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The Changing Economic Environment and the Development of the Micro and Small Enterprises in Egypt 2006

Alia El Mahdi () and Ali Rashed ()
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Alia El Mahdi: Professor of Economics in the Faculty of Economics and Political Science, Cairo University, and Director of the Center of Economic and Financial Research and Studies.

No 706, Working Papers from Economic Research Forum

Abstract: This paper used the Egyptian Labor Market Panel data 2006 to compare the changes that took place in the labor market, and particularly the MSEs market, over time (1998 and 2006) in order to answer several questions. The most important of which are: How do the continuous economic changes affect the role of the private sector and distribution of workers among the different sizes of the enterprises? And, are the MSEs still the major job providers or are the medium and large sized companies starting to offer a growing percentage of work opportunities to the labor force? The comparisons revealed the following: The steady pace of the privatization process, in the wider sense of the word, revealed that the estimated numbers of MSEs increased by 4.7% annually from 2.5 million Economic Units (EUs) to 3.5 million EUs in 2006, which is a far higher growth rate compared to that of the period 1988-1998, which was 1.6% annually. The market was vibrant. In fact, movement is happening in the MSEs, huge numbers are leaving the market everyday, and more are entering it daily. New economic units are replacing marginal, inefficient MSEs all the time. The size of the MSEs in 2006 tends to be extremely micro in terms of number of workers and capital. Certain economic activities are disappearing, while new, modern activities are born. The female’s share among the self-employed and employers community in Egypt dropped by 1.2 percentage points during the period in question from 19.1% in 1998 to 17.9% in 2006. This result concurs with other studies, which indicate a slow decline in the percentage of femaleowned enterprises in Egypt. As for the role of trade liberalization in opening up new export markets in front of MSEs, data showed that export markets were of extremely minor importance within the array of clients they dealt with.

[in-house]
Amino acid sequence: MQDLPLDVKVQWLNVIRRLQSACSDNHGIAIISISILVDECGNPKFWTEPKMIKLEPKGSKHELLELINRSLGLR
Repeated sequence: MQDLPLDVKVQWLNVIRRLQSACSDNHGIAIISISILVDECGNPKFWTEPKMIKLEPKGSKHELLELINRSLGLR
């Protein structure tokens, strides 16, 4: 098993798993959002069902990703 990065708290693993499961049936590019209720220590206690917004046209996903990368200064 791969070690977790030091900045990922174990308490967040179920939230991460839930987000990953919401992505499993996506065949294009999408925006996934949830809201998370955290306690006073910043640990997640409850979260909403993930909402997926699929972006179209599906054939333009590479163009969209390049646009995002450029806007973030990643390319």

Date: 2007-01-01, Revised 2007-01-01
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